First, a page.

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I have been working with a company for less then a year as a permanent employee, I'm on a good salary and have passed my probation period. They have lots of projects going on and they already hired a few contractors to do some of the jobs and are possibly going to hire more to get jobs done quicker.

Now given my circumstances, I am experienced in what I do, and my plan is to get a contract job in few months time. There are lots of contract jobs but it would be easier for me to stay with this company.

I never seen this happening before, so how should I go about renegotiating a permanent job into a contract with my manager?

In case the company refuses, I will still go ahead with contracting at another place.

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    Where are you based? there may be legal / tax issues (Doing this in the UK could have IR35 implications) – Ben Feb 14 at 16:22
  • Doing this in the USA could have legal / tax issues as well. The IRS doesn't like seeing people transitioned from employee to contract while working the exact same job. Doesn't pass the smell test. – NotMe 2 days ago
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What I've seen people do, successfully, is retain their permanent employee status with a company but reduce their working days. Such that they are free to take on contracting work on other days.

This gives the employer the benefits of retaining an experienced, permanent employee whilst still allowing you to take on other work at the same time. This gives you the benefit of a secure fall-back if consulting work is not available. (And pension, healthcare, sick-days, holiday pay, etc.)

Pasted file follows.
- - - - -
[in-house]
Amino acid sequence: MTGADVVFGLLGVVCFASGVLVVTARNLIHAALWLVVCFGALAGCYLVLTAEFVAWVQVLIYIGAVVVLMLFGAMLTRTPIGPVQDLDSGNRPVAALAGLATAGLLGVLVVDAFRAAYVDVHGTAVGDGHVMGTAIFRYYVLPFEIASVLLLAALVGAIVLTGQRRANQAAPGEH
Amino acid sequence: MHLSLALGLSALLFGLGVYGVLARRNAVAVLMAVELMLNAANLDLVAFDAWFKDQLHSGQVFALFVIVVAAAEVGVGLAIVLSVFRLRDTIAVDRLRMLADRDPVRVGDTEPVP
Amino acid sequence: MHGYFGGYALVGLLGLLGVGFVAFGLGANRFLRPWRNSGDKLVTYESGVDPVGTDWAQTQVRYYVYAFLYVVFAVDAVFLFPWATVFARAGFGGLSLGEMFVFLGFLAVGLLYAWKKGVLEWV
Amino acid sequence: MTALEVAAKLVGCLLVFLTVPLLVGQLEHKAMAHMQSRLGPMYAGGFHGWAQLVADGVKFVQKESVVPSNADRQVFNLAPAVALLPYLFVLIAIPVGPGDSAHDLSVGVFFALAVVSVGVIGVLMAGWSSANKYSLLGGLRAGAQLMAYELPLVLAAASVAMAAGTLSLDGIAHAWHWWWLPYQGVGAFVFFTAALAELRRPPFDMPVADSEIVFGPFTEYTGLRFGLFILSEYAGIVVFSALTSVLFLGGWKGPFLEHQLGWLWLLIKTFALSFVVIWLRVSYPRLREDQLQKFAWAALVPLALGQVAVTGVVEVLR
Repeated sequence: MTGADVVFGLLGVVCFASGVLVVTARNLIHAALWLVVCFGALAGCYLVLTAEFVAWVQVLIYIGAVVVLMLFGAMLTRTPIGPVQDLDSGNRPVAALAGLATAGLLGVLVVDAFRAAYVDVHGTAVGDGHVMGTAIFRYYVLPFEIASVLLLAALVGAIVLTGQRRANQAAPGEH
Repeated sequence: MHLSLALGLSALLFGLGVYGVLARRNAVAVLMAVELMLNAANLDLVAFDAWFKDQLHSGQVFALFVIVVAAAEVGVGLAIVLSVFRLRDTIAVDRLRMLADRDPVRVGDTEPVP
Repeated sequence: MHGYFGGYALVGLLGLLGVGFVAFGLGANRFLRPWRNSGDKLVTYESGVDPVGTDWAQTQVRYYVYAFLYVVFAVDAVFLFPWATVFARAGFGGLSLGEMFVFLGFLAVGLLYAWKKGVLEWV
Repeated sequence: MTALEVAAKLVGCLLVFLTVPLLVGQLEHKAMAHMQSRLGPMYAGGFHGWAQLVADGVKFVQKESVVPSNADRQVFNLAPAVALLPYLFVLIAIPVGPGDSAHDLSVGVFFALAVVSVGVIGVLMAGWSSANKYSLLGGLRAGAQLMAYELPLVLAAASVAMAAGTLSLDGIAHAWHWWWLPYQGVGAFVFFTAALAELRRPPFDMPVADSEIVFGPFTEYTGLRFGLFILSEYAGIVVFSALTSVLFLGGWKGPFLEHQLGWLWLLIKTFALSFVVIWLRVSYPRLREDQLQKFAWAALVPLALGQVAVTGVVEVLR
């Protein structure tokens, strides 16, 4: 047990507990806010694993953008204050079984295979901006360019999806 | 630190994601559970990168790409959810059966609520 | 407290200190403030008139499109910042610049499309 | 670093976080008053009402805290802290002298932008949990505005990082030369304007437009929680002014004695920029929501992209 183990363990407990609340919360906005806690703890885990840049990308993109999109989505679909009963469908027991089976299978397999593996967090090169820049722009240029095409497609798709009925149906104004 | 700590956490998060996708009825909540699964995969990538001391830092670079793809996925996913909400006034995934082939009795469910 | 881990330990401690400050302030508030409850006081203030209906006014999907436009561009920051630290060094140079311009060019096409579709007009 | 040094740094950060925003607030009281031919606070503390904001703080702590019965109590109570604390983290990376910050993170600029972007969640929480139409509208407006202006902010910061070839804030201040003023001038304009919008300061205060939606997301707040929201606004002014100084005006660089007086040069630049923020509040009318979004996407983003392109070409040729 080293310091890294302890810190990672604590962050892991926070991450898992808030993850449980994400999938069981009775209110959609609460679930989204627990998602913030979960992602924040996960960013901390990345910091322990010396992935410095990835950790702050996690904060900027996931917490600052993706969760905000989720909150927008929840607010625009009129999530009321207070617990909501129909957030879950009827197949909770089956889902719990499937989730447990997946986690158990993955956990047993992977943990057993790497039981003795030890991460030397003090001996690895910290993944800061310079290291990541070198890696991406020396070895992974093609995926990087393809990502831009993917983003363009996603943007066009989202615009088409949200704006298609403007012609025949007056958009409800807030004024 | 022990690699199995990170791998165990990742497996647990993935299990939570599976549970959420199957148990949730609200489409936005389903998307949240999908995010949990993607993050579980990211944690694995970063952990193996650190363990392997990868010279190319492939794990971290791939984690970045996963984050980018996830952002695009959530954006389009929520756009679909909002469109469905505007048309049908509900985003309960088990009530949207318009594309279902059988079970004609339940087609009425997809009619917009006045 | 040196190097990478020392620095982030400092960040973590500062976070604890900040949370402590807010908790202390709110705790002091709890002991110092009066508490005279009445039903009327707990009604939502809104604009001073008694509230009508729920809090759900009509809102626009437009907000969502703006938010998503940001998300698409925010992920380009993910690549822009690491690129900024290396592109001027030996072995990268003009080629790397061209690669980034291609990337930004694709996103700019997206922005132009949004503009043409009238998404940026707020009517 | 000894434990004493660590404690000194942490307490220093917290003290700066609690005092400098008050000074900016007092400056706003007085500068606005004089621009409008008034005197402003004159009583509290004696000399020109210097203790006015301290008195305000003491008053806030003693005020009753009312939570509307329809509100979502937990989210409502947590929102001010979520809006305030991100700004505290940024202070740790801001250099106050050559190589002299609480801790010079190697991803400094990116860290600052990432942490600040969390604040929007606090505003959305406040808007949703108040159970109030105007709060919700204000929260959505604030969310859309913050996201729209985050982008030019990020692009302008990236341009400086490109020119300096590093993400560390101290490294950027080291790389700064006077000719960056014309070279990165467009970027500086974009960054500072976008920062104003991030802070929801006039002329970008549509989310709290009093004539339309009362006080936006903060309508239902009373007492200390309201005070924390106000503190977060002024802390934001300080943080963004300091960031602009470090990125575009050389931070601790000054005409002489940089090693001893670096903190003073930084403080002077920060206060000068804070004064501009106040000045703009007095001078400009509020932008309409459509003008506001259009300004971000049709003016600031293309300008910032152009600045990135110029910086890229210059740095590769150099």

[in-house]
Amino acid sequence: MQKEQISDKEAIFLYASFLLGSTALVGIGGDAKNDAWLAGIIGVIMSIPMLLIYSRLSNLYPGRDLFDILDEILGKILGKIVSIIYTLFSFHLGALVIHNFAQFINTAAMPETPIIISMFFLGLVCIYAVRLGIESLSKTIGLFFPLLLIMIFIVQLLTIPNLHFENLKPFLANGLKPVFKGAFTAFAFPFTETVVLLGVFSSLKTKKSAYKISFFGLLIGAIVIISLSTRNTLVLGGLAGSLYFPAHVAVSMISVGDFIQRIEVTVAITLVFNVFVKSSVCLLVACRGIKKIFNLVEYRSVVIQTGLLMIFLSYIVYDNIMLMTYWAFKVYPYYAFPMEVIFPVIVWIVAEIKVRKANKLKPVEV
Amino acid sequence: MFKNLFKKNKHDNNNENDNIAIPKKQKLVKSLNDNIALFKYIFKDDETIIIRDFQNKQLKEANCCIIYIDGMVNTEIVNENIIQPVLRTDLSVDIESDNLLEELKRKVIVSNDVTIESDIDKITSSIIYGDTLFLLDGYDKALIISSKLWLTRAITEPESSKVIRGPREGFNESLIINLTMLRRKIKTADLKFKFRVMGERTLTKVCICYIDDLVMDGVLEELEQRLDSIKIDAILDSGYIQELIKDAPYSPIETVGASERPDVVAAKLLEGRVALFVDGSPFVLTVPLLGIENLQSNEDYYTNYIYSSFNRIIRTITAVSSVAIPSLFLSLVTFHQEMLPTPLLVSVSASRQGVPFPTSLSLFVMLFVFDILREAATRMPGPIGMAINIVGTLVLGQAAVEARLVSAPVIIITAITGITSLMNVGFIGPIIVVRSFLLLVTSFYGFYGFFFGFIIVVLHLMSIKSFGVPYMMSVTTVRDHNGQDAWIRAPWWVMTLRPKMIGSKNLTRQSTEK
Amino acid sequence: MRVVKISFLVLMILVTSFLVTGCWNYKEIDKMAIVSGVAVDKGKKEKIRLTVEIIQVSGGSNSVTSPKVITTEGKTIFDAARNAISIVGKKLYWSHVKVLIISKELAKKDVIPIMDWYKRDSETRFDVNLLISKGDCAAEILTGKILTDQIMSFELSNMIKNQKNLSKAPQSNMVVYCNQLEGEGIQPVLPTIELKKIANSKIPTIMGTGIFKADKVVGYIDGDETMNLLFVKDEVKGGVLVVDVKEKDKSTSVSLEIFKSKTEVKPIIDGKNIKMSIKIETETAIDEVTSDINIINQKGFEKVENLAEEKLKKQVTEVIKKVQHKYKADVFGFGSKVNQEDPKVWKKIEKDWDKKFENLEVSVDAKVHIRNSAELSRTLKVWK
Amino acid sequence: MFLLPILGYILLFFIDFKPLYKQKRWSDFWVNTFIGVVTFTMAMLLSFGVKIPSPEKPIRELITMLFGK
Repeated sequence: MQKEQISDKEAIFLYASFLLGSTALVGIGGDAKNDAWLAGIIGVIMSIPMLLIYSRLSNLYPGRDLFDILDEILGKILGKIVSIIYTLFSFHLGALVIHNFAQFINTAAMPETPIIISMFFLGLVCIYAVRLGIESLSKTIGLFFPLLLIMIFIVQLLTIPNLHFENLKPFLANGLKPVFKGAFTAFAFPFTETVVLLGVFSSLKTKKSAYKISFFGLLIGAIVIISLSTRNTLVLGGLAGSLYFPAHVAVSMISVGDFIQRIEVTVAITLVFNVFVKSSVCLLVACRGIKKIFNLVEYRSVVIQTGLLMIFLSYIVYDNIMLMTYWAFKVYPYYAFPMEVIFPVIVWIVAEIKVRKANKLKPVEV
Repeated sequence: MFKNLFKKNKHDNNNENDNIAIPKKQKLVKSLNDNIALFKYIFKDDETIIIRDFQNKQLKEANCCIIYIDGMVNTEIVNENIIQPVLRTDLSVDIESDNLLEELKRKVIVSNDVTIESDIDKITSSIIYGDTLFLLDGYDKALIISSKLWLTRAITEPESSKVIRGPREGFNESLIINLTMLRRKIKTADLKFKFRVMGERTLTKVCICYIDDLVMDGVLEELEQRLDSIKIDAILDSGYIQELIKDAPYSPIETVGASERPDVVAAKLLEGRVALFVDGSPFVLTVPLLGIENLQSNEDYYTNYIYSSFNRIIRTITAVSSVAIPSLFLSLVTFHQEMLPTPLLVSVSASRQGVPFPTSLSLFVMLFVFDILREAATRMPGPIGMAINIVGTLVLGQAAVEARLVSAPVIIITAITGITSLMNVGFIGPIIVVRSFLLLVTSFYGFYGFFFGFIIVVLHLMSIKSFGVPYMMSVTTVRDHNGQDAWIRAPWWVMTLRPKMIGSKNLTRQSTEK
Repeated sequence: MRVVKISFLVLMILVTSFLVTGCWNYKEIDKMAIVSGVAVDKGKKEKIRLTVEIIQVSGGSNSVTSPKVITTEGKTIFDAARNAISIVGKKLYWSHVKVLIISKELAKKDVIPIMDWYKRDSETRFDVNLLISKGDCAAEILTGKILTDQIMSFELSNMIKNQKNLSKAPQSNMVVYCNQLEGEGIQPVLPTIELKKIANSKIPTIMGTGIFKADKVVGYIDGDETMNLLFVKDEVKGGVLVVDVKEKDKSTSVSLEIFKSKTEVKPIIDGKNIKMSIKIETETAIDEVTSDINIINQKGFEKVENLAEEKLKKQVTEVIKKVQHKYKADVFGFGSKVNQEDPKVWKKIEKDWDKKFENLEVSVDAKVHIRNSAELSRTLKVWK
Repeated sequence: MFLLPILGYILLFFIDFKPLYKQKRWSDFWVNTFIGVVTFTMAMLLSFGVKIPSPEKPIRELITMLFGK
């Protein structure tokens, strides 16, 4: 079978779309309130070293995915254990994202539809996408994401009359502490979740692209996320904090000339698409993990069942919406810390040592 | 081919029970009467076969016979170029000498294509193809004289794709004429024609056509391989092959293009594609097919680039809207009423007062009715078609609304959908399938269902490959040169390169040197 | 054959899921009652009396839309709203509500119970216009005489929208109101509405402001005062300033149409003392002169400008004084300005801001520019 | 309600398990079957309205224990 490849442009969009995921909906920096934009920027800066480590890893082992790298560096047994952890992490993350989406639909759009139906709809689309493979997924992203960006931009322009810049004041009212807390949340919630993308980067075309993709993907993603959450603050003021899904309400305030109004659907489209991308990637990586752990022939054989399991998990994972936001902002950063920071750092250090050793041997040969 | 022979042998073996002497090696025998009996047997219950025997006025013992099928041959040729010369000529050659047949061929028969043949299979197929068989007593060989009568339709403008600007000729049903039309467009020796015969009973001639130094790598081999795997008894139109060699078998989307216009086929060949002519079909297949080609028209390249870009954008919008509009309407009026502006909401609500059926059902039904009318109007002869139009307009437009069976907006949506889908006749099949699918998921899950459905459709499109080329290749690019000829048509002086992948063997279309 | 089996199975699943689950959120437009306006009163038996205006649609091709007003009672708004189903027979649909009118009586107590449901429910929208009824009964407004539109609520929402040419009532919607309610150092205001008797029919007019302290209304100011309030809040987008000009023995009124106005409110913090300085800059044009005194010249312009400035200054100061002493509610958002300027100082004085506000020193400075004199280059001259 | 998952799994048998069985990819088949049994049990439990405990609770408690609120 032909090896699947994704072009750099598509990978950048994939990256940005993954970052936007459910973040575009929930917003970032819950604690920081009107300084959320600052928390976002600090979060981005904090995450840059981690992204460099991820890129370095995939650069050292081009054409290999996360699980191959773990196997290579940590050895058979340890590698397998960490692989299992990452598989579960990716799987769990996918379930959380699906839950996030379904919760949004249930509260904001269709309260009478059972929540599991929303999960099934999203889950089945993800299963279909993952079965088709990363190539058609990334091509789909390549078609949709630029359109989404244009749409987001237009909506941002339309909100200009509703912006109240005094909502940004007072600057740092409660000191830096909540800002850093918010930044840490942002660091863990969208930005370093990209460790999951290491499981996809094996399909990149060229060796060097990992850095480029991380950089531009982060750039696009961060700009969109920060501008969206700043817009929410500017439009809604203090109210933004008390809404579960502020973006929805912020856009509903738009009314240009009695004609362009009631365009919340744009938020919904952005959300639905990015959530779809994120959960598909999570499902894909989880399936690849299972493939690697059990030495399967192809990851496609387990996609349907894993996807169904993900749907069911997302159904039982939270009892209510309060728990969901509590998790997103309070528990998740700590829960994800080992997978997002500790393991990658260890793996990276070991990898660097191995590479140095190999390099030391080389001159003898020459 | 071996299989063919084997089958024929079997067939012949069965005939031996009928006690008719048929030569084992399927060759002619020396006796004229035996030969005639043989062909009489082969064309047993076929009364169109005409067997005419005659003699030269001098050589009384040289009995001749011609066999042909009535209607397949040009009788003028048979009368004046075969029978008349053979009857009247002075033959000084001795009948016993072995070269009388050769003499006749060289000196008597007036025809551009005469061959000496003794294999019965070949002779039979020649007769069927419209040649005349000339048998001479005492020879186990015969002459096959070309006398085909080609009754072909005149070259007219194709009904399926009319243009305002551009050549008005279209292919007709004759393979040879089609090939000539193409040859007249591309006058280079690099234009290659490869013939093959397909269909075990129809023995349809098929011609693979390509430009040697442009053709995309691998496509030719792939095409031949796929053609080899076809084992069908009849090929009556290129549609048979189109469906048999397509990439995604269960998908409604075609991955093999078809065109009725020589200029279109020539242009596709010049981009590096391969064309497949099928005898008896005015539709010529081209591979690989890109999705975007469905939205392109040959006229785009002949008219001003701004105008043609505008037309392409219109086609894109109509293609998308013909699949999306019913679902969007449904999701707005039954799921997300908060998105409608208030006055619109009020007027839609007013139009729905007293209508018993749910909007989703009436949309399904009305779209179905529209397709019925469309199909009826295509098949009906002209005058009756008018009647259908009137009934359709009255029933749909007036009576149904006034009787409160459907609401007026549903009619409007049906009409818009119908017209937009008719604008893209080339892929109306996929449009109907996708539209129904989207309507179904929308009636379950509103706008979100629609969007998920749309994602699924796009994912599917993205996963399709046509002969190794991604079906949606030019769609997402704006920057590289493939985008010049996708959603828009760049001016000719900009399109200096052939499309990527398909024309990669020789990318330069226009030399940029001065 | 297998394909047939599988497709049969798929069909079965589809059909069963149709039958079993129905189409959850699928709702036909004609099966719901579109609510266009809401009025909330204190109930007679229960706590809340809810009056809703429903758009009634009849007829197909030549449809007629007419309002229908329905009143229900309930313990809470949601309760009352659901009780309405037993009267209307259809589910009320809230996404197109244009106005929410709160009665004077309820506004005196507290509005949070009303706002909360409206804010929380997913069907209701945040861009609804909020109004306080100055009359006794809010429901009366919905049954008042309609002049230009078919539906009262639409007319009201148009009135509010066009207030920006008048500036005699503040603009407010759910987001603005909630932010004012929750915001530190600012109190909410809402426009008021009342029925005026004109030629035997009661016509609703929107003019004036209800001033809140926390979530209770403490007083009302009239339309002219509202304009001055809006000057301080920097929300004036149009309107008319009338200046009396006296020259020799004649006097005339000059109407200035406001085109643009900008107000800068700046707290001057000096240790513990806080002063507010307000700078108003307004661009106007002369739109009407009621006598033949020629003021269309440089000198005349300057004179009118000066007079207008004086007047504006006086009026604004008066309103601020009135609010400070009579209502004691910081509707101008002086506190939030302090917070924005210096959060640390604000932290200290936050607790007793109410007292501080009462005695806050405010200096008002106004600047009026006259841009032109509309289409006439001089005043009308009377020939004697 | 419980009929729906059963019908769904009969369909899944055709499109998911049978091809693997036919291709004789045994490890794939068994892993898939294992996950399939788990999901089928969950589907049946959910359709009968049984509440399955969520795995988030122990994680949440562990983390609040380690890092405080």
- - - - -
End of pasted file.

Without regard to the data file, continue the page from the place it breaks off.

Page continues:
This way all you're asking to do is to change your employment terms from 5 days per week, rather than a complete change in the relationship, which is something a manager is more likely to be willing and able to accommodate.

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I never seen this happening before, so how should I go with renegotiate permanent job into a contract with my manager ?

Your manager is unlikely to have the power to do this for you.

You can certainly tell the manager that you won't be renewing your contract after a year, the danger is he/she will start looking for your replacement rather than happily back you to get paid more to do the same job. I certainly would just because it sets a precedent with other staff.

In your case this isn't a show stopper so it doesn't make a great deal of difference. However it would still be best to do it at the time of contract renewal rather than earlier because you then have more leverage.

I have seen it done successfully short term where the company couldn't find a replacement quickly or was in the middle of a project, but I've never seen them keep the contractor long term.

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If you are fully decided to go ahead with contracting you don't have much to worry.

Ask for a meeting and explain your manager what you want to do and the path you have chosen for your career. Try to tell the manager why would you like to keep working for them and what they "win" with the change. Your leverage there is that they know you, and you know them. If you leave, they have to replace you, and perhaps it's more expensive to do that in time and money that accepting the change you want.

Anyway, don't forget that you are in a good position due to your determination.

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    They don't 'win' anything. – Kilisi Feb 12 at 23:24
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    Yes, they do by not losing an employee that already knows the company. They 'win' not having to go to find out a new one, training time and so on. At least that is what i would try to sell to them. – Sebastian Aguerre Feb 13 at 12:26
  • @SebastianAguerre: They also "win" potential legal issues with the taxing authority depending on where they are located. – NotMe 2 days ago

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